WWF welcomes new Forest Stewardship Council (FSC) forest management standard in Russia | WWF
WWF welcomes new Forest Stewardship Council (FSC) forest management standard in Russia

Posted on 25 September 2020

This week, the Forest Stewardship Council (FSC) published its new national forest management standard in Russia, the principles of which are based on economic, environmental, social criteria. The new standard will enter in force in March 2021, regulating the work of certified companies.
WWF welcomes this news and the new standard, which will help set new milestones for environmental and social responsibility for forestry companies operating in Russia. The new standard will make it possible to protect intact forests and conserve the biodiversity of forest ecosystems more efficiently, and as such, will improve the management of production forests.  One of its strengths are independent audits of certified companies, which will help make the certification process more open and transparent for concessions and other stakeholders involved such as environmental organizations and eco-activists, local communities, and forestry authorities.

"WWF-Russia has been actively participating in the development of the new national FSC forest management standard. Many of our proposals to improve sustainability requirements of forest management have been taken into account. Although FSC certification in Russia still needs further improvements, it is an active mechanism that contributes to the conservation and sustainable management of the country's forest resources. By applying the FSC standard, forestry companies learn to take care of forests and their biodiversity, " says Andrey Shchegolev, WWF-Russia's Forest Programme Director, and a member of the FSC Russia Сoordination Council.

For consumers, the FSC logo on wood or a wood product indicates that the product comes from environmentally and socially responsible forestry.  The new national standard is mandatory for all FSC-certified forest licenses , whose number in Russia is growing every year. In 2020, Russia became the first in the world in terms of FSC-certified forest areas (over 54 million hectares certified), overtaking Canada, a long-standing leader. The total annual volume of certified products in Russia today exceeds 50 million m3.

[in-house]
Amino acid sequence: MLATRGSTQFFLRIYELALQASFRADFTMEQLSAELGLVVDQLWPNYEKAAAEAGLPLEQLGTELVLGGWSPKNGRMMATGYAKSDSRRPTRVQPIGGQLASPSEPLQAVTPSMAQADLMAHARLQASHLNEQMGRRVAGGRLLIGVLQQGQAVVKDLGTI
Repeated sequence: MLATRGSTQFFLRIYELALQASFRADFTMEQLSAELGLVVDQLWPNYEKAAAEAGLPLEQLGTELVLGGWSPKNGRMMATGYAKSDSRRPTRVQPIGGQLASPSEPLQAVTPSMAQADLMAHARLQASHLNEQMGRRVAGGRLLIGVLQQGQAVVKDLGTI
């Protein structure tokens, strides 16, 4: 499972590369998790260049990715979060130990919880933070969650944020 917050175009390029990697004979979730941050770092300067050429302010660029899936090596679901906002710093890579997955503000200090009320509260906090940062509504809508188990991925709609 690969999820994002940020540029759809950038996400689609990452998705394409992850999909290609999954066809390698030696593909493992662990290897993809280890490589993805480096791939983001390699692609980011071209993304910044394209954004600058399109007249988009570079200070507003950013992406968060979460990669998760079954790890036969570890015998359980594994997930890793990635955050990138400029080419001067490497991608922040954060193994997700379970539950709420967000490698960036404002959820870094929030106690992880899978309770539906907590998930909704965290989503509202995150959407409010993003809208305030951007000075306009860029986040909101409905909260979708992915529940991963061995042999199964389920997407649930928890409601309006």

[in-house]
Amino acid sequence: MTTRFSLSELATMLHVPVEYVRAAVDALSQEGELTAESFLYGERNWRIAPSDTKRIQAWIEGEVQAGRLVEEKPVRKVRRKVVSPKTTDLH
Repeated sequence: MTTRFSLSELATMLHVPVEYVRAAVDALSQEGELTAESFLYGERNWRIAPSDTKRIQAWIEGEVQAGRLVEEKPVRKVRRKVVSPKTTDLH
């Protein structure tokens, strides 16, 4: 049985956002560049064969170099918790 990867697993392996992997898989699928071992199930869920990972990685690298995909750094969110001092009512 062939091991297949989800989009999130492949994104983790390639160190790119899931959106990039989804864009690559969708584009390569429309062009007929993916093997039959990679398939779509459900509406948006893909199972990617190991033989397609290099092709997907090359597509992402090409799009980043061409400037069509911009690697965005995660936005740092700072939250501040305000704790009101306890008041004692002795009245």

WWF-Russia, along with other environmental organizations, timber companies and social organizations, continues to be actively involved in improving the quality of FSC certification in the country. WWF participates in  the Technical Committee for the development of the national FSC standard and in the FSC Russia Coordination Council. WWF also  conducts field trips to audit the quality of biodiversity conservation by certified companies and publishes their results.

Based on WWF-Russia’s recommendations, the new national FSC forest management standard now includes:
  1.  a detailed national interpretation of the HCV concept, including a classification of types and subtypes of such forests, a brief description of the features of their allocation, and additional sources of information for each subtype;
  2. a detailed and specific description of the methodology for working with HCV, including mapping, a procedure for stakeholders interaction and information search, the principle of gradualness, the precautionary approach, choice of HCV protection measures etc.,
  3.  a new approach to Integrated Forest Landscapes (IFLs) that establishes percentage indicators to fully conserve IFL areas, and also describe possible forest management options for the IFL areas that are included in logging sites. In addition, the standard contains two regional methods for IFL zoning: for the Russian Far East and Siberia;
  4. a more detailed description of biodiversity conservation measures to be applied during logging, and  the inclusion of a standard list of biodiversity objects  to be  used as a basis for similar lists of specific forest areas where ongoing logging operations are taking place;  
  5. a new approach for determining the level of sustainable timber harvest, that is, to calculate the annual allowable cut (AAC) based on the previously, developed by WWF´s sustainability calculator.
However, although the new national FSC forest management standard has significantly improved in comparison with the previous version; it contains a number of controversial elements that have resulted in wide response from  the timber industry.

"Some concepts and approaches that have been included in the new national FSC forest management standard may initially create difficulties for certified companies in Russia, since most of these inclusions refer to new international FSC certification requirements that are globally applied. In Russia, they have not been tested yet, so it is too early to say how effective they will be on the ground. Only after the new principles have been put into practice, it will be possible to determine which ones require further development and adaptation to the Russian reality, and it will help stakeholders to maintain an open dialogue when identifying further steps to improve the national forest management standard," concludes Shchegolev.
 
Boreal forest, Russia
© Cristine Tugova / WWF-Russia